COL Benefactor becomes history lesson

Even today, 34 years after his death in Vietnam, Brad Braughton is teaching young people in the Cincinnati suburb of West Clermont.

Hibbing and many Iron Range communities have memorials to some of their heroes. Vicki Ciliberti, a veteran West Clermont high school teacher, found a way to help her students understand who the school had honored years ago.

Lacy Pez, 18, recalls that "like many seniors, it was hard to get us motivated. But when Mrs. Ciliberti suggested that we try to find out more Brad Braughton, we thought it might be interesting."

The Amelia High School stadium is named Braughton Memorial Field, but virtually none of the school's students knew anything about him. Pez and two other students, Matt Smith and Lauren Friedman, decided to find out as much as they could. They interviewed his sister, the school's former athletic director and one of Brad's friends. They also read letters written by Brad and watched film Brad and his friends had taken.

The result is a powerful 12-minute videotape, which has been shown throughout the school, showing a friendly, happy young man. As the tape notes, he had been voted "most friendly student" and prom king during his senior year. He enlisted shortly after graduating and became a sergeant in the 101st Army Airborne division, with 10 men reporting to him. The tape quotes his letter describing a firefight: "It's a lot different over here. I used to think that football games are rough."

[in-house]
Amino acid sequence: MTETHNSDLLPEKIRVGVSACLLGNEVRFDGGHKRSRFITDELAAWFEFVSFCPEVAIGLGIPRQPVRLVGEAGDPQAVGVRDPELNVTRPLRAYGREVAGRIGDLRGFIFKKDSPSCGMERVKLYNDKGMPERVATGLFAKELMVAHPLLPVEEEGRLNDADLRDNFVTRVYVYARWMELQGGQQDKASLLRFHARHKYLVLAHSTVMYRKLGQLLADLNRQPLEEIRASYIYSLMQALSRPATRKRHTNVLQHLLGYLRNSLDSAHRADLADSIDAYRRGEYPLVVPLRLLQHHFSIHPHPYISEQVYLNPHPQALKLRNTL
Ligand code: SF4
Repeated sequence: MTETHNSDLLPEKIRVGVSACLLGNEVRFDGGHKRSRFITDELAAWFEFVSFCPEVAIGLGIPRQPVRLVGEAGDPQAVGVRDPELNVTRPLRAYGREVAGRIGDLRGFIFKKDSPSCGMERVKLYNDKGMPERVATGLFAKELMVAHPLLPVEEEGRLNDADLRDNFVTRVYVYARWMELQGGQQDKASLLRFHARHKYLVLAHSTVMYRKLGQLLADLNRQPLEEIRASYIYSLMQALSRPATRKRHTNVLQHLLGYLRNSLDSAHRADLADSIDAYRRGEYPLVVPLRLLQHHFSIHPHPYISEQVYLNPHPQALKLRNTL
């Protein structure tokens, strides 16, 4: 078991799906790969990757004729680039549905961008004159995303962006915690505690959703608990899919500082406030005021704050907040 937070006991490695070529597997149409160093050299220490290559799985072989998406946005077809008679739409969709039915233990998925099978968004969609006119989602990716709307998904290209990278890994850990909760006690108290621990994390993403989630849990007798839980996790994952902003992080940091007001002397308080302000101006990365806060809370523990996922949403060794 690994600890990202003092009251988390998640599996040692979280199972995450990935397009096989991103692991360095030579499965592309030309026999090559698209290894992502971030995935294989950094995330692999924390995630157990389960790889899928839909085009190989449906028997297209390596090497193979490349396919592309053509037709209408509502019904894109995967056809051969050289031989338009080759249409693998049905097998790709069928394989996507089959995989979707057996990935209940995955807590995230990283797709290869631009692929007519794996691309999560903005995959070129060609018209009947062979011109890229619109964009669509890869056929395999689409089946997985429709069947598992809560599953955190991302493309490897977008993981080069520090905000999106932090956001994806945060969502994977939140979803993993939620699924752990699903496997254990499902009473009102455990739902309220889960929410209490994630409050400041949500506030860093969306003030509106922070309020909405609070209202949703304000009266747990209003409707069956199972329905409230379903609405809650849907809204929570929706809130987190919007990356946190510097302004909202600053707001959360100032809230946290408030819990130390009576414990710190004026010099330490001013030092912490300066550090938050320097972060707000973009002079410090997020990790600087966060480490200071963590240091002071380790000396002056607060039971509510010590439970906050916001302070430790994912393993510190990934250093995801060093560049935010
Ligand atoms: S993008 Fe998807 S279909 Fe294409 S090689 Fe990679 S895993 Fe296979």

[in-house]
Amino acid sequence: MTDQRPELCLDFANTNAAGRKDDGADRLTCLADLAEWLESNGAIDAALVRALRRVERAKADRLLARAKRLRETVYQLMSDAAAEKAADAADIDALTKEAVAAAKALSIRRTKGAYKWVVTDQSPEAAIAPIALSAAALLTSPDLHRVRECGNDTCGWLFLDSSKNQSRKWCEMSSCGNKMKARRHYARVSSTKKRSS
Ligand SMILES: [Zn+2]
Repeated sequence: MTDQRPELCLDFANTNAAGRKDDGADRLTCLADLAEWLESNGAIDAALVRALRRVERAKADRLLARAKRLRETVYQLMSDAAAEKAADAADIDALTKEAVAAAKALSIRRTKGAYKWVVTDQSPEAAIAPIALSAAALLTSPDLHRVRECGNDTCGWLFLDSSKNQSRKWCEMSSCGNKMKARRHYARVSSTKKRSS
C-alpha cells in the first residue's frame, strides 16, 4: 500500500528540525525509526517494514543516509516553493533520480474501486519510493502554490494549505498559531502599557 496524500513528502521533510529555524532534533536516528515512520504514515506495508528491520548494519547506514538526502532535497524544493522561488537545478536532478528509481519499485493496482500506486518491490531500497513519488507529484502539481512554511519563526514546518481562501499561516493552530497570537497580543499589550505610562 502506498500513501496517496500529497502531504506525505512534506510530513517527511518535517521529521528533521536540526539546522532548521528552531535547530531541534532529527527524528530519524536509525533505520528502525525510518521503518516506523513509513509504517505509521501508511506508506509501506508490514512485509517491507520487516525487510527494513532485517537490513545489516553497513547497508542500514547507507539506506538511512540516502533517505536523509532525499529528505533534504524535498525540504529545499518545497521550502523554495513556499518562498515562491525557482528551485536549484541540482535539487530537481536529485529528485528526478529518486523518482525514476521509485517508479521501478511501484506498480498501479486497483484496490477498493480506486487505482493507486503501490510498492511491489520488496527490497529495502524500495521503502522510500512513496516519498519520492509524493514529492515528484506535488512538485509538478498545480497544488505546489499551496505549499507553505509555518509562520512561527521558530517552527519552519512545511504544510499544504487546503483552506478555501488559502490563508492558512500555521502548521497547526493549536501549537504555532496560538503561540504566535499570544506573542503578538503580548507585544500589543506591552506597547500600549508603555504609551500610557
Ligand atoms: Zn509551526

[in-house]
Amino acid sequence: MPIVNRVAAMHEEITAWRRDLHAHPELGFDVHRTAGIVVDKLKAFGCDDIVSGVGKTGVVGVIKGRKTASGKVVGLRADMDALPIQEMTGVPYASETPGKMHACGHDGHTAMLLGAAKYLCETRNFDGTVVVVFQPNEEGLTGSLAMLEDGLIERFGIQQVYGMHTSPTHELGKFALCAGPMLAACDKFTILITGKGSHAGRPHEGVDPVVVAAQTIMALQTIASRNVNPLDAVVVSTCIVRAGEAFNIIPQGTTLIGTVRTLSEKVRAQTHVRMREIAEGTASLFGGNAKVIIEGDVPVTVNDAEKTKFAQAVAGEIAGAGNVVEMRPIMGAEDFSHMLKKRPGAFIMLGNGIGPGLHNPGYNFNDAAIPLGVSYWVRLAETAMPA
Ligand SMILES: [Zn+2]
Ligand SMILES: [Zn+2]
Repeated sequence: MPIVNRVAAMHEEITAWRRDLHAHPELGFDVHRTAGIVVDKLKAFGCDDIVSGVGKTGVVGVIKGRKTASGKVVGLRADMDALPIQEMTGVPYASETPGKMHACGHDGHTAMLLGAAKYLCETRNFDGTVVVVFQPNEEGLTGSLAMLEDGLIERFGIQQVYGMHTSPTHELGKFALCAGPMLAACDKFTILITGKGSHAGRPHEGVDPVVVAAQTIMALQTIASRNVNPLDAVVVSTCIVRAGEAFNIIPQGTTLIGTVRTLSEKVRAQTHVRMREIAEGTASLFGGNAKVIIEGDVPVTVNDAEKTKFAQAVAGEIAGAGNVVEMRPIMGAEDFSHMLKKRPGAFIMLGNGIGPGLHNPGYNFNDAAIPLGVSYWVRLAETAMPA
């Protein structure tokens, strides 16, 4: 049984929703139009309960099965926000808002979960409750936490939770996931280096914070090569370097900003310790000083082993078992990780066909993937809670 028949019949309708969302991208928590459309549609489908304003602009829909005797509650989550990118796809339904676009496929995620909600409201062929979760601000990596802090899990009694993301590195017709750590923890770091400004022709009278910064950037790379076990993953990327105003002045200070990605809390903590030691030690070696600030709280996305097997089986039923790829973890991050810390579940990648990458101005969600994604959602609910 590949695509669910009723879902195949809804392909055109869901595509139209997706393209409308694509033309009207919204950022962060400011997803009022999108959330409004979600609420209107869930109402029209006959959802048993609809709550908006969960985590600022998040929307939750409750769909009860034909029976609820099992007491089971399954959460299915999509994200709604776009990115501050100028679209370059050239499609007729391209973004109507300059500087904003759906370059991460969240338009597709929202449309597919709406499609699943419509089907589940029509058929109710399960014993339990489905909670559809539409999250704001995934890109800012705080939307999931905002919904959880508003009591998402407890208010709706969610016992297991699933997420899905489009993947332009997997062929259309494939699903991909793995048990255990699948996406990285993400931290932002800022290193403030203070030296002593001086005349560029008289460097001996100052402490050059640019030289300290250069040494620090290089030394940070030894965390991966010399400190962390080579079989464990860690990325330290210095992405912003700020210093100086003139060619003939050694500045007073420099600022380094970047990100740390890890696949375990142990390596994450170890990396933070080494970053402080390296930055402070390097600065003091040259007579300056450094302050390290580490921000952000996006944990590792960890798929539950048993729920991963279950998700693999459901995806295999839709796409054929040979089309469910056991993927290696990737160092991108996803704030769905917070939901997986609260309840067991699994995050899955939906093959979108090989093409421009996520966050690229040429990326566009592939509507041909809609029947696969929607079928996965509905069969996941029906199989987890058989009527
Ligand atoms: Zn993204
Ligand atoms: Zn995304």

Learning that the Army provided a $10,000 life insurance policy, Brad asked his parents if he could name them as beneficiaries. They declined. So he wrote to his high school athletic director, who accepted. Brad soon received a Purple Heart when he was shot. But he survived and wrote to his family about the incident, in which he had been helping one of the soldiers in his command when a piece of shrapnel slammed into his leg.

On Jan. 31, 1968, Braughton died, ironically, the victim of friendly fire.

The school received $10,000 and used it, as he had requested, to make improvements on its campus, including the athletic field that was then named Braughton Memorial Field.

For a copy of this tape, plus an explanation of how students carried out this project, send a check for $8, payable to Amelia High School, to Mrs. Vicki Ciliberti, c/o Amelia High School, 1351 Clough Pike, Batavia, Ohio, 45103.

Mrs. Ciliberti has taught for 30 years, all at Amelia. She's taught an array of English classes, including, as I watched recently, a class on Shakespeare, where students were acting out Act One, Scene One of "Othello."

"I've always tried to help students make connections, and push them to do their very best work," she said.

This videotape is a great example. Ciliberti found a way to have someone who died 34 years ago touch the lives of her students. That's great teaching.

Nathan is a senior fellow at the University of Minnesota's Hubert H. Humphrey Institute of Public Affairs and director of the institute's Center for School Change.

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